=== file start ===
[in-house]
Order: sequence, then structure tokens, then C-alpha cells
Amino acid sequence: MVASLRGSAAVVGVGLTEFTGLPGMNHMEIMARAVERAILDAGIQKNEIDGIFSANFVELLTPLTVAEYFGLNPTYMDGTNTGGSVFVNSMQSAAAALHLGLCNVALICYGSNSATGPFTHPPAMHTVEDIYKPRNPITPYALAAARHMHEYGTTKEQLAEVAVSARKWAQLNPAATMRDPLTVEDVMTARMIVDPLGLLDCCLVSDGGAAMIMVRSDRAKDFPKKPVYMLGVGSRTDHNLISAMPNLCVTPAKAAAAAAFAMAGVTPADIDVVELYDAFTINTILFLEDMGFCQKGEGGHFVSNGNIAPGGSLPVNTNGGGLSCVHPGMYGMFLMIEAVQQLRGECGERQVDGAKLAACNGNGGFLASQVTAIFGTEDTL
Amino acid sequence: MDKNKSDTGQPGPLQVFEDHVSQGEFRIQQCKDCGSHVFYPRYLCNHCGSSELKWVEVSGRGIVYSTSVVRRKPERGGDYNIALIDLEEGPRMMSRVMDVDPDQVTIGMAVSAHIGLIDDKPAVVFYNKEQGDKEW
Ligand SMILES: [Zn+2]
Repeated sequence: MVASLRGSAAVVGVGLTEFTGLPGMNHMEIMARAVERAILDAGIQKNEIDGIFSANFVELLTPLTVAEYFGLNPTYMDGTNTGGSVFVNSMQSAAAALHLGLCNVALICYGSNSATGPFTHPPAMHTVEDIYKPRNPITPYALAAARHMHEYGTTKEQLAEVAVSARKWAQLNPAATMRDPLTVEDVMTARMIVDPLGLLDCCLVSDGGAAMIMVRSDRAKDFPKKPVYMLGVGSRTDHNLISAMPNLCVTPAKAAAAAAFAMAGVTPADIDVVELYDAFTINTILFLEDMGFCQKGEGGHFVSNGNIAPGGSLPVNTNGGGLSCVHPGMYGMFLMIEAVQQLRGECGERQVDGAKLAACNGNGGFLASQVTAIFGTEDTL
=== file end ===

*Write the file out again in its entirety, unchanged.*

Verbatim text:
[in-house]
Order: sequence, then structure tokens, then C-alpha cells
Amino acid sequence: MVASLRGSAAVVGVGLTEFTGLPGMNHMEIMARAVERAILDAGIQKNEIDGIFSANFVELLTPLTVAEYFGLNPTYMDGTNTGGSVFVNSMQSAAAALHLGLCNVALICYGSNSATGPFTHPPAMHTVEDIYKPRNPITPYALAAARHMHEYGTTKEQLAEVAVSARKWAQLNPAATMRDPLTVEDVMTARMIVDPLGLLDCCLVSDGGAAMIMVRSDRAKDFPKKPVYMLGVGSRTDHNLISAMPNLCVTPAKAAAAAAFAMAGVTPADIDVVELYDAFTINTILFLEDMGFCQKGEGGHFVSNGNIAPGGSLPVNTNGGGLSCVHPGMYGMFLMIEAVQQLRGECGERQVDGAKLAACNGNGGFLASQVTAIFGTEDTL
Amino acid sequence: MDKNKSDTGQPGPLQVFEDHVSQGEFRIQQCKDCGSHVFYPRYLCNHCGSSELKWVEVSGRGIVYSTSVVRRKPERGGDYNIALIDLEEGPRMMSRVMDVDPDQVTIGMAVSAHIGLIDDKPAVVFYNKEQGDKEW
Ligand SMILES: [Zn+2]
Repeated sequence: MVASLRGSAAVVGVGLTEFTGLPGMNHMEIMARAVERAILDAGIQKNEIDGIFSANFVELLTPLTVAEYFGLNPTYMDGTNTGGSVFVNSMQSAAAALHLGLCNVALICYGSNSATGPFTHPPAMHTVEDIYKPRNPITPYALAAARHMHEYGTTKEQLAEVAVSARKWAQLNPAATMRDPLTVEDVMTARMIVDPLGLLDCCLVSDGGAAMIMVRSDRAKDFPKKPVYMLGVGSRTDHNLISAMPNLCVTPAKAAAAAAFAMAGVTPADIDVVELYDAFTINTILFLEDMGFCQKGEGGHFVSNGNIAPGGSLPVNTNGGGLSCVHPGMYGMFLMIEAVQQLRGECGERQVDGAKLAACNGNGGFLASQVTAIFGTEDTL